T.K. Coleman is an entrepreneur who seems to embody a Renaissance ethos of action, discovery, and creativity. He takes as his personal mission to “convince as many people as he can that they have the power and permission to be the predominant creative force in their lives,” and currently this means serving as director of education at two organizations, the Foundation for Economic Education (FEE), and the college alternative program Praxis, which he co-founded.
“I think the work that I’m doing is more necessary than ever, because the world is changing so rapidly that the future is not going to belong to the people who know the right things, but to people who know how to approach everything they do as if it’s a work of art,” Coleman said. “That is the essence of entrepreneurial thinking.”
Coleman says he’s never been the type of person to not go after his dreams, though it was probably a high school play that set him on the path he’s on today.
“A buddy of mine and I, we tried out for a high school play as a joke, and the joke was on us because we actually made it. And when I went to my first rehearsal, it was such an amazing experience that I said ‘I want to do this for the rest of my life,'” Coleman said. “And I never looked back.”
He got a theater scholarship for college, headed to California, where he got a crash course in what it was like to develop and create a product by working with producers and filmmakers, and realized he was an entrepreneur and that this mindset could be a force for good.
“I’ve experienced firsthand the power that serving others and creating value can have in changing the way you see the world for good,” Coleman said.
“There are certain things in life that you don’t understand and appreciate until you experience it firsthand,” he said. “Entrepreneurship is like that. We all buy products, we all buy services, but once you take responsibility for being the person to develop a product, get it on the shelf, and get customers to it, it alters every aspect of how you understand human interaction. That inspired me to want to share that aspect with other people.”
The sort of education Coleman advocates is catching on: When he helped his friend Isaac Morehouse develop the idea for Praxis over six years ago, choosing a six-month apprenticeship over a four-year college degree was still controversial.
Coleman initially thought it would be difficult to convince business owners to take on apprentices without college degrees, but that parents and students would be enthusiastic about the prospect.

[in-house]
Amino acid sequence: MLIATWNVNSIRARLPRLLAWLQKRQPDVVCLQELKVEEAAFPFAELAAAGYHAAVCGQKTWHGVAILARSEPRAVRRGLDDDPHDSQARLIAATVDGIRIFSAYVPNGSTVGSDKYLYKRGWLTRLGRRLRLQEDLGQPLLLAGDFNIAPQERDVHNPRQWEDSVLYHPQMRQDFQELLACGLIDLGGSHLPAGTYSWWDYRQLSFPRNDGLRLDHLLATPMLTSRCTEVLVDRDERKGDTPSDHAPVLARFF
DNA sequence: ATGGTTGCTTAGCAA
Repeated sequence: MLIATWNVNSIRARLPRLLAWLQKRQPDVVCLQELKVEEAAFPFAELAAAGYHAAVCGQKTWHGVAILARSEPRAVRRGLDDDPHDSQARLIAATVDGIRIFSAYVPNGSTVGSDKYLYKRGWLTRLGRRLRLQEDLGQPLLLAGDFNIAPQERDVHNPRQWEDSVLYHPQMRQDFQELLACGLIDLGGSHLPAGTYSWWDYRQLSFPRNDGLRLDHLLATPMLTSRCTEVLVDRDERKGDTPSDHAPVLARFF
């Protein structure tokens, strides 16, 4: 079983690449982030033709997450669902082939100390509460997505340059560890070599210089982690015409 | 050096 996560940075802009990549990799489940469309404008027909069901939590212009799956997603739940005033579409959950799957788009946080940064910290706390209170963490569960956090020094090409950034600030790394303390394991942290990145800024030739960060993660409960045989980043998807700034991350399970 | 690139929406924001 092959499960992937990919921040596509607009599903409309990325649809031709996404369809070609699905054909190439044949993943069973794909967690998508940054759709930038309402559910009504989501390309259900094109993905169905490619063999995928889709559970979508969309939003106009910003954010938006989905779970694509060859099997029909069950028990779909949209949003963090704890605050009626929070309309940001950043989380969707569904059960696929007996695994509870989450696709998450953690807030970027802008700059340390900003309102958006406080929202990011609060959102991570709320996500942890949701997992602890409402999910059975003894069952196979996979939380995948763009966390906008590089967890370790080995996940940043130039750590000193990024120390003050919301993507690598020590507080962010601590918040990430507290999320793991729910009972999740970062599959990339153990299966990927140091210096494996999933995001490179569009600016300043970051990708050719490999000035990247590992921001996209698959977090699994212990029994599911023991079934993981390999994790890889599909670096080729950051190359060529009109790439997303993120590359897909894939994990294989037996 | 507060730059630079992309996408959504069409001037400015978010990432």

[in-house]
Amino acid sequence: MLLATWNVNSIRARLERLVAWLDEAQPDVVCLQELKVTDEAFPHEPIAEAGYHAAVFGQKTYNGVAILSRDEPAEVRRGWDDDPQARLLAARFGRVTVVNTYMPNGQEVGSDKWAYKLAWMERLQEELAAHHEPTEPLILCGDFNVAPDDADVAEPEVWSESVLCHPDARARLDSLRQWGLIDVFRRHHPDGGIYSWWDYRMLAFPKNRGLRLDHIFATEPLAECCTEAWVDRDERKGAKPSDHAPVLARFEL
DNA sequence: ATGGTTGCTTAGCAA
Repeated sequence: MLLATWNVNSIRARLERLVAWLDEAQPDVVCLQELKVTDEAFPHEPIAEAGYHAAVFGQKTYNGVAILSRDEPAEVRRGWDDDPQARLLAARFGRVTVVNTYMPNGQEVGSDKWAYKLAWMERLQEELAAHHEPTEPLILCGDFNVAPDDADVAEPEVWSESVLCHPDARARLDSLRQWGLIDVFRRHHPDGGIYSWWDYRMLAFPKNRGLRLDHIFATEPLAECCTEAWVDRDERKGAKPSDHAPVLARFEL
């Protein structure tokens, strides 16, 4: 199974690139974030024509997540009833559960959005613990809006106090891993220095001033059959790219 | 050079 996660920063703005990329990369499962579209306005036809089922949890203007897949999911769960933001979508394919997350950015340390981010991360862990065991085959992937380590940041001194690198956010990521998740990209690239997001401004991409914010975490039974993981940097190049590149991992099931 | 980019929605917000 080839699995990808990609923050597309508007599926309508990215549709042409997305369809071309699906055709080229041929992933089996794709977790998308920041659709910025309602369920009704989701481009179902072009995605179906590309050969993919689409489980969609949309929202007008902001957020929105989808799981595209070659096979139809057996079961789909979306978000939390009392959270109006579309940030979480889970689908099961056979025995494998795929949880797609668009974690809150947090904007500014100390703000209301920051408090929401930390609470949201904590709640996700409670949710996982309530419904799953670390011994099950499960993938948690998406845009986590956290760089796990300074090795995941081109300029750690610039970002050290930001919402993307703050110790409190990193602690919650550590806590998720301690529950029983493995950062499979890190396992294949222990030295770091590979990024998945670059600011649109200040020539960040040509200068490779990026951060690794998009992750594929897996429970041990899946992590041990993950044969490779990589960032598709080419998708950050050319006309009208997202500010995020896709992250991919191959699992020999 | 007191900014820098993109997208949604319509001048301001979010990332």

“It turned out to be the complete opposite,” he said. Parents who had prepared 18 years to send their kids to a good college balked at the idea of this “non-traditional” career path, while businesses proved to be hungry for hard-working talent regardless of degree.
But with the rise of coding bootcamps, other apprenticeship programs, and media coverage of college and alternatives, and most recently lockdowns and quarantines challenging our assumptions of education and survival, “a lot has changed,” he said. The world, Coleman says, has already changed radically. “People are starting to realize that if you want to survive in times like these, having a credential alone isn’t going to do it. You’ve got to have some creativity.”
Agency and Actualization
With a theater background, Coleman experienced education beyond being fed a curriculum decided by a faraway panel.
“In theater, you don’t walk into a classroom and have a professor say, ‘Open up to chapter five, we’re going to look at Shakespeare,’ nope. They say, ‘Come on up to the stage. You’re going to pretend to be a tiger, and you, over there, you’re going to pretend to be Tom Cruise trying to figure out how to talk the tiger back into his cage,'” Coleman said.
“You are forced to try to create, in an unfamiliar context, before you work yourself up into a feeling of being worthy of the task—and that’s such a great way to learn,” he said.